The 0.8 acre site has been developed since the late 1800s. The three north-eastern most parcels were commercial operations, while the remaining parcels contained single family residential houses. Records show that the commercial operations included a machine shop, auto repair shop and a sign painting shop. Environmental investigations conducted in 2006 through 2008 determined that three of the eight parcels contained contaminated soils:
A soil management plan was developed that focused on the areas disturbed during construction, including the building foundation, utilities, and general site grading. Soil was excavated and replaced to a depth of 2-feet below the impervious surfaces and to a depth of 4-feet below the green spaces. Monitoring during excavation was conducted to determine if there were contaminated soils discovered.
Stormwater infiltration BMP proposed after completion of Phase II environmental site investigations and MPCA approval of the Response Action Plan.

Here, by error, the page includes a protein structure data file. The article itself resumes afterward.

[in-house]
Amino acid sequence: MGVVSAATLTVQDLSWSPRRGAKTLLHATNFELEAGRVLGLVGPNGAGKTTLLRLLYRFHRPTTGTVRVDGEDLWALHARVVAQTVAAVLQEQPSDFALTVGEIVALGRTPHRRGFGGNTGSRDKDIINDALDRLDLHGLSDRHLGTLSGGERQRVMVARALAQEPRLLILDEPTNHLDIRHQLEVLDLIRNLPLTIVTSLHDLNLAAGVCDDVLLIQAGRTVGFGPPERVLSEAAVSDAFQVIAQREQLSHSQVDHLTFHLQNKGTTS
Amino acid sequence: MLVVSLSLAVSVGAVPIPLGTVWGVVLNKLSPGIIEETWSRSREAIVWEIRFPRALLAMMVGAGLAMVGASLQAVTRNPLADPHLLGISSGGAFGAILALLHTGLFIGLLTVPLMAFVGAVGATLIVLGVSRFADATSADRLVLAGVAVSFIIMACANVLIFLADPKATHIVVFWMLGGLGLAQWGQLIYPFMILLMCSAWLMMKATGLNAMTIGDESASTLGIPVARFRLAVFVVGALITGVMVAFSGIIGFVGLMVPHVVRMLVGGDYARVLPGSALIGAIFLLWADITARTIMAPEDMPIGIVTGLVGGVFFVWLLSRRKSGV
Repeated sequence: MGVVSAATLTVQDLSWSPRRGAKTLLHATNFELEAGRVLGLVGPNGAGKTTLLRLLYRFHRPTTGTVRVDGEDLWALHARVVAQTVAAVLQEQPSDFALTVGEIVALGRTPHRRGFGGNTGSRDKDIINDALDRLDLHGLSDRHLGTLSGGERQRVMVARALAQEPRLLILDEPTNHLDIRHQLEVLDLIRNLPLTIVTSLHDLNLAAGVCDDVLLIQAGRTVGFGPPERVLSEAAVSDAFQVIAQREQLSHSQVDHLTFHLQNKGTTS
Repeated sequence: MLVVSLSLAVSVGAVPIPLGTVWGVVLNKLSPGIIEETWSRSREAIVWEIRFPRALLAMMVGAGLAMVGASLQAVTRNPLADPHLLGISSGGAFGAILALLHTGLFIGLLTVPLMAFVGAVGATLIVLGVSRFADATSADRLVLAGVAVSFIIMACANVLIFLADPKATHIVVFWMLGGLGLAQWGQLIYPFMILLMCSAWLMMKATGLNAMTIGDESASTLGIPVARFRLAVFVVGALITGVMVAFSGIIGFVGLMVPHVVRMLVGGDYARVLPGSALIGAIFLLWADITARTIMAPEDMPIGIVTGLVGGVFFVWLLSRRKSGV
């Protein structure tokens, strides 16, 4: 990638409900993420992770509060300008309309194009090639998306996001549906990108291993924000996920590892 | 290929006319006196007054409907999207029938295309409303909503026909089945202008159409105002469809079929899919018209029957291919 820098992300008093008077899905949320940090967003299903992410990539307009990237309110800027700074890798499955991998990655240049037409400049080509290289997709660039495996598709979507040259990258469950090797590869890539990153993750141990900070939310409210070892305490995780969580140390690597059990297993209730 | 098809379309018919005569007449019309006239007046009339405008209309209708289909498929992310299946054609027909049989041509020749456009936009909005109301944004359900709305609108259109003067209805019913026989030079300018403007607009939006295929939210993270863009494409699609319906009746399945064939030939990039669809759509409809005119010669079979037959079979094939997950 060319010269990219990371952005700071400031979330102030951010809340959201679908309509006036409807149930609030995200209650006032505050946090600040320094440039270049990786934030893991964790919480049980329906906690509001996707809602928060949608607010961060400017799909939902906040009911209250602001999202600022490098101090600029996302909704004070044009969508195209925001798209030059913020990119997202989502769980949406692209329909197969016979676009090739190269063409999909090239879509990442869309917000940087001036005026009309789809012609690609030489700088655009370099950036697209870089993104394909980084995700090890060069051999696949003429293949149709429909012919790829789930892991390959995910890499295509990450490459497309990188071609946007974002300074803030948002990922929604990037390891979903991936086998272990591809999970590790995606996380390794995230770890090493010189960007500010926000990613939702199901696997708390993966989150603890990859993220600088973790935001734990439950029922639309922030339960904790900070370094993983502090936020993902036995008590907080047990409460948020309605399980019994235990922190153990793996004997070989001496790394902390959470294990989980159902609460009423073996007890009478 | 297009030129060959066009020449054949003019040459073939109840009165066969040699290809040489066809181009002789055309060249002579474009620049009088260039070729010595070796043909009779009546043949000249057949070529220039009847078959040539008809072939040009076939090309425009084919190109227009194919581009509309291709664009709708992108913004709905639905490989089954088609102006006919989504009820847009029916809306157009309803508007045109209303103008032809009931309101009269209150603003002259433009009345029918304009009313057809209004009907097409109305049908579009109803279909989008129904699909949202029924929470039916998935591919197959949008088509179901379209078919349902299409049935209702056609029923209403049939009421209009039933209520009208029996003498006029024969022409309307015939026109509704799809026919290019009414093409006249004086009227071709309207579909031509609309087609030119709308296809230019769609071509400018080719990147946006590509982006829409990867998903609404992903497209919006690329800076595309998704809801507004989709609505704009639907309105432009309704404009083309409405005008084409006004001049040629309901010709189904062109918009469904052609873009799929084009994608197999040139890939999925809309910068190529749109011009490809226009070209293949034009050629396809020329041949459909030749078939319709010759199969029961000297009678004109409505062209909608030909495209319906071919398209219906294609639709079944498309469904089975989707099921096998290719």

The City’s Zoning Code required that parking areas should be designed with wheel stops in lieu of curbing to encourage infiltration of runoff. There was a concern that the runoff from the parking areas would flow to neighboring residential properties. Therefore, the Conditional Use Permit issued by the City allowed continuous curbing, but included a statement that encouraged onsite retention and filtration of the parking lot runoff. Designers proposed that the runoff from the parking lot and rooftop be collected into a 72-inch diameter perforated pipe, 95-feet in length. Runoff that is contained in the pipe is designed to infiltrate through stone bedding into the subsoil. Excess runoff discharges to the City storm sewer system.